Five TV Shows That Are Unabashedly Pro-Life
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Has anyone noticed this? Among the better class of television shows—defined loosely as those I watch—when a female protagonist is forced to “choose,” she chooses life.
In Mad Men, the naïve, unmarried copywriter Peggy Olson gave up her baby for adoption. True, Peggy did not acknowledge she was pregnant until she was in labor, but the same could not be said for office vamp Joan Harris.
While Joan’s doctor husband is deployed in Vietnam, she has a one-off with boss Roger Sterling. Although she initially leans towards an abortion, Joan chooses to give birth, albeit while keeping Doc in the dark about the baby’s paternity.
In Homeland, the bi-polar CIA officer Carrie Mathison, no one’s pick for future homemaker of the year, defies everyone’s expectation and gives birth to the child sired by a troubled double agent who has already been killed in action.
Even in Entourage, set in the hedonistic wilds of Hollywood, Eric’s estranged girlfriend Sloan defies all local convention by actually going through with an unwanted pregnancy. He eventually marries her.
None of these characters could be construed as “conservative.” And yet the writers for these otherwise amoral shows sense that to have a female character choose abortion to preserve her lifestyle is to mark her as immoral.
Feminists took solace when House of Card’s first lady, Claire Underwood, refused to apologize for her three abortions. “No, it will look like I am ashamed,” she told her handlers defiantly. “I’m not and I won’t.”
What they overlook is that the soulless, childless Claire is the Lady MacBeth of contemporary Washington. Spoiler alert: She and her Southern Democrat husband Frank have literally murdered their way to the White House. (I know, couldn’t happen in real life.)
To be sure, the few sympathetically drawn conservative characters on television have human failings in abundance, but, unlike the Underwoods, their debt to faith and tradition rein them in.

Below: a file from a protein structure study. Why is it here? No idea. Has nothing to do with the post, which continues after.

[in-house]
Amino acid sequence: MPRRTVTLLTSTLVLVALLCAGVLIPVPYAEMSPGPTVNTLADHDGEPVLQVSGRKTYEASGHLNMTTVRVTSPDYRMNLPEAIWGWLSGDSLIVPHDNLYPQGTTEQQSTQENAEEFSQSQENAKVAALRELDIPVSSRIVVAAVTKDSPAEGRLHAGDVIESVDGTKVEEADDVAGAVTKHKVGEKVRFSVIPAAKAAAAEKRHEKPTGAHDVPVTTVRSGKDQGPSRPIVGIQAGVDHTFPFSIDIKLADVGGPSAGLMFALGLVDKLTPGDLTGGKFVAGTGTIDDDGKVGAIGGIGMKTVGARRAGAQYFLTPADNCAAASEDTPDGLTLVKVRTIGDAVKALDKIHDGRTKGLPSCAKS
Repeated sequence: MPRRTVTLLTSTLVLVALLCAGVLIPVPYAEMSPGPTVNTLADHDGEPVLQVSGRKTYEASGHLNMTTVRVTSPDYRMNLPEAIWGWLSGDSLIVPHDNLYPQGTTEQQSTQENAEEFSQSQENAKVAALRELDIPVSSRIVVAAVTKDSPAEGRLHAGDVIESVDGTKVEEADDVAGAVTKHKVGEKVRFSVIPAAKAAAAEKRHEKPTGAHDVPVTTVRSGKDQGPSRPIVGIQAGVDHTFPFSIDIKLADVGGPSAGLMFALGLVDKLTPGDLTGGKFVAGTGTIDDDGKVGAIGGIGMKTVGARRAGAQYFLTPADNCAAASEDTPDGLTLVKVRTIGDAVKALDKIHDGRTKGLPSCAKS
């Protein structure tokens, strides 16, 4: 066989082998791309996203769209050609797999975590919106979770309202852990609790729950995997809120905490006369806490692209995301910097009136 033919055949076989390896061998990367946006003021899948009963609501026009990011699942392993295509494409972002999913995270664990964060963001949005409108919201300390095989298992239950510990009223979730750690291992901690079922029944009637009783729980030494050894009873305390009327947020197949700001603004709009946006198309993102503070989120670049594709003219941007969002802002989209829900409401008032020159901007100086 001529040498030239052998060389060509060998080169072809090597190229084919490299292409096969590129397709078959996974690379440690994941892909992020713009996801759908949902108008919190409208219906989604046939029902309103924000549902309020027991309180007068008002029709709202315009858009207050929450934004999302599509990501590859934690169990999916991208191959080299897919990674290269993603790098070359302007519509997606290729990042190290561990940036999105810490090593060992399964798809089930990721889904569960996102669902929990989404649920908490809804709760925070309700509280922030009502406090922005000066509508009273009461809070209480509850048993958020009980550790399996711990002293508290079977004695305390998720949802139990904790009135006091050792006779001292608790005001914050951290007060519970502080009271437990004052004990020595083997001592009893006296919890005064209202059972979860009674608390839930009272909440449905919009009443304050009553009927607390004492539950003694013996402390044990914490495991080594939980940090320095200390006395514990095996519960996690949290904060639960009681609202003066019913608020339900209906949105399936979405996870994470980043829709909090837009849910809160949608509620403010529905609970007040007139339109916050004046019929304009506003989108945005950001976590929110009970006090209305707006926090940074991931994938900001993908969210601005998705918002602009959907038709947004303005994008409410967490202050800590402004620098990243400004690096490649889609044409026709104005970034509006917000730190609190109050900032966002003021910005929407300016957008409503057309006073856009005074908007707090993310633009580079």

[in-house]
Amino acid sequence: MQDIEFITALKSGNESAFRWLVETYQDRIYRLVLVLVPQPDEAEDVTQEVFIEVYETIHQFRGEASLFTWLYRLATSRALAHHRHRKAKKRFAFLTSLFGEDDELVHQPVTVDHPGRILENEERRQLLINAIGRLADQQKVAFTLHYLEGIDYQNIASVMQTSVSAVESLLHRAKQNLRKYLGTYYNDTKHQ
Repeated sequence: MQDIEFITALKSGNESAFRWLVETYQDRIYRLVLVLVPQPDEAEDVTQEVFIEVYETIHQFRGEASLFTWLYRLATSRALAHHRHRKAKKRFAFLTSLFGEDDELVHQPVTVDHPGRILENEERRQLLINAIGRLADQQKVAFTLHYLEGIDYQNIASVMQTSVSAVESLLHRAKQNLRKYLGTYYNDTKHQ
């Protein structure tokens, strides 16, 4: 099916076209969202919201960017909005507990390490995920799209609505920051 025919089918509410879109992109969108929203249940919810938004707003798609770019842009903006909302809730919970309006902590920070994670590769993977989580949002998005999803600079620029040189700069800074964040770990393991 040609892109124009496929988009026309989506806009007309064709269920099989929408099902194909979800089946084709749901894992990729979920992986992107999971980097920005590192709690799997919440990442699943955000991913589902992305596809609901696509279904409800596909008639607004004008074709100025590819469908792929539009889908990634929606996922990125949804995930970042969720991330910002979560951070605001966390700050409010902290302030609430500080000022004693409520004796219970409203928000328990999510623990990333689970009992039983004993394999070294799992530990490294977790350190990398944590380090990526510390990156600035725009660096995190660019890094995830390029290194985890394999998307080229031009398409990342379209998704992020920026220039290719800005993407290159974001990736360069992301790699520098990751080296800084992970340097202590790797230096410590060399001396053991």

This is a running theme in Downton Abbey, arguably the finest conservative-friendly TV show ever produced, maybe the finest show period. On one occasion, for instance, Lord Grantham falls for a maid, a war widow with a child, and she falls for him.
When the Earl weighs his responsibilities, however, he sees that to pursue his passion would wreck the life of the many who depend on him, upstairs and down. He ends the affair unconsummated and does so honorably.
In confronting his own weakness, Lord Grantham grows in his understanding of the weaknesses of others, his occasionally intemperate daughters chief among them.
When his hapless daughter Edith becomes pregnant out of wedlock, she goes so far as to make an appointment for an abortion.
But tortured by the thought of “killing the wanted child of a man I’m in love with,” she changes her mind and leaves the clinic. Lord Grantham forgives her and accepts this grandchild as he would any other.
Like his stuffy but surprisingly adaptive mother, the Earl meets change where it needs to be met. “The aristocracy has not survived by its intransigence,” explains the Dowager Countess to a doubter.
The family moves through time as wise conservatives always have--cautiously, thoughtfully, and incrementally. Liberals, who love the show since it appears on PBS, don’t get it.
Opined the TV critic for Time on the abortion episode, “The 1920s-set show gets viewers worked up, but the story's very different from how it would be today.” Sure. Whatever.
Liberal feminists absolutely don’t get Jane the Virgin, the most defiantly pro-life, pro-chastity TV show ever produced. "Jane the Virgin" Is Surprisingly Pro-Choice,” reads the delusional headline of the review in Cosmopolitan.
In the way of plot line, Jane Villanueva, a very Catholic Latina virgin in Miami, goes into a clinic for a pap smear and ends up being artificially inseminated by a distracted lesbian doctor.
Cosmopolitan takes heart in that Jane weighs her options and “chooses” not to abort. But four months into the pregnancy, when Jane realizes the baby may have a serious abnormality, she “chooses” again not to abort.
That decision could not have pleased the folks at Cosmo. If an unmarried working class girl is making these kind of hard choices, what justification could a well-employed sophisticate have for doing otherwise.
Jane, like the show itself, is sweet, charming, and funny. Of course, she chooses not to abort. If she chose to do otherwise, the show, like her life, would lose its moral grounding and make no sense at all—not even in Hollywood.
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